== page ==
IN RE: the Claim of Dale ROUNDTREE

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IN RE: the Claim of Dale ROUNDTREE, Appellant. COMMISSIONER OF LABOR, Respondent.

Decided: June 19, 2014

Before: PETERS, P.J., LAHTINEN, EGAN JR., LYNCH and DEVINE, JJ. Jeri N. Wright, Amherst, for appellant. Eric T. Schneiderman, Attorney General, New York City (Gary Leibowitz of counsel), for respondent.

Appeal from a decision of the Unemployment Insurance Appeal Board, filed March 19, 2013, which ruled that claimant was disqualified from receiving unemployment insurance benefits because his employment was terminated due to misconduct.

Claimant worked as a maintenance worker at a wholesale club for approximately five years. During this time, a telephone service provider that leased a kiosk inside the club reported that inappropriate websites had been accessed from an iPad that was on display at its kiosk. As a result, an investigation was conducted that included the installation of a video surveillance camera near the kiosk. Footage from the camera depicted claimant's unauthorized use of an iPad at the kiosk during his overnight shift when he should have been working. Consequently, claimant's employment was terminated. He was initially denied unemployment insurance benefits, but this determination was overturned by an Administrative Law Judge following a hearing. The Unemployment Insurance Appeal Board, however, reversed and concluded that claimant engaged in disqualifying misconduct. Claimant now appeals.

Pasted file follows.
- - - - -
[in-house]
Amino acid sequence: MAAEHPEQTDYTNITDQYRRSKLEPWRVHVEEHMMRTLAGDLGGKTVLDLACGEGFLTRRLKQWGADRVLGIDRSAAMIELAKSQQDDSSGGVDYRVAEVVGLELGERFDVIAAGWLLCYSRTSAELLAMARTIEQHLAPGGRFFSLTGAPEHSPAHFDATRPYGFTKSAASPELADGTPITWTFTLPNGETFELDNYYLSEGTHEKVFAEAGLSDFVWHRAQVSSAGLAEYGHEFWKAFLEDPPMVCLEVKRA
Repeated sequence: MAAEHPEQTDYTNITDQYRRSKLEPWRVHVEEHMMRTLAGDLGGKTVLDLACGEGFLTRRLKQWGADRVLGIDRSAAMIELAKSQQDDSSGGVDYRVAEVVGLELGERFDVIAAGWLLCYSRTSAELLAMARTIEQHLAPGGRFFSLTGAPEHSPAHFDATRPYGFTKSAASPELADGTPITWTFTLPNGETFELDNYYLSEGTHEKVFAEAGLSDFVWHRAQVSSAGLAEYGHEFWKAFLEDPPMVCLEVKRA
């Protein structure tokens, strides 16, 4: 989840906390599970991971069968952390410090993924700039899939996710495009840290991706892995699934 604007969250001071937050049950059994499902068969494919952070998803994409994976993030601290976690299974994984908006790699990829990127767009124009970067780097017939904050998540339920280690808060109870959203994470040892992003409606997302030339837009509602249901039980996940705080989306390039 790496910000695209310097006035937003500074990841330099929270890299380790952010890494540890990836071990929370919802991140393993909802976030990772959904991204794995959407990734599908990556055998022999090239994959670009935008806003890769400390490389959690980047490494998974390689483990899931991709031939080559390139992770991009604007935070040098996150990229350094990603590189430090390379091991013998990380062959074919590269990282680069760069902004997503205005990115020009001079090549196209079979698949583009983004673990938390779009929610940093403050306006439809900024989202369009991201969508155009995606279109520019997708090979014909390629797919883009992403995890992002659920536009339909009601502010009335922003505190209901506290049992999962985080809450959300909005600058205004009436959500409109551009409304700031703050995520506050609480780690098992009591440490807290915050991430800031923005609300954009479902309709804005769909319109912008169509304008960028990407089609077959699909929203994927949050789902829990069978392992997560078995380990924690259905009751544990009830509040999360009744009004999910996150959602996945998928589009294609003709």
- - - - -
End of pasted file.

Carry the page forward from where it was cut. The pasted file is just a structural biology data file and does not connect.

We affirm. An employee's failure to comply with the reasonable policies of an employer that, in turn, has a detrimental effect on the employer's interest has been found to constitute disqualifying misconduct (see Matter of Strang [Memory Gardens, Inc.-Commissioner of Labor], 112 AD3d 1254, 1254 [2013]; Matter of Coleman [City of New York–Commissioner of Labor], 72 AD3d 1318, 1318 [2010] ). Here, evidence was presented that claimant engaged in the unauthorized use of the Internet while on company time in violation of the employer's policies clearly prohibiting such conduct. Moreover, to the extent that such use involved equipment belonging to a vendor to access inappropriate websites, it was clearly detrimental to the employer's interest. Notably, claimant admitted to using the iPad, but denied accessing inappropriate material and maintained that someone else must have done so. His testimony, however, presented a credibility issue for the Board to resolve (see Matter of Manno [Commissioner of Labor], 8 AD3d 869 [2004] ). In sum, given that substantial evidence supports the Board's decision, we find no reason to disturb it (see Matter of Kemp [Commissioner of Labor], 10 AD3d 793 [2004]; Matter of Barcene [Commissioner of Labor], 6 AD3d 855 [2004] ).

ORDERED that the decision is affirmed, without costs.

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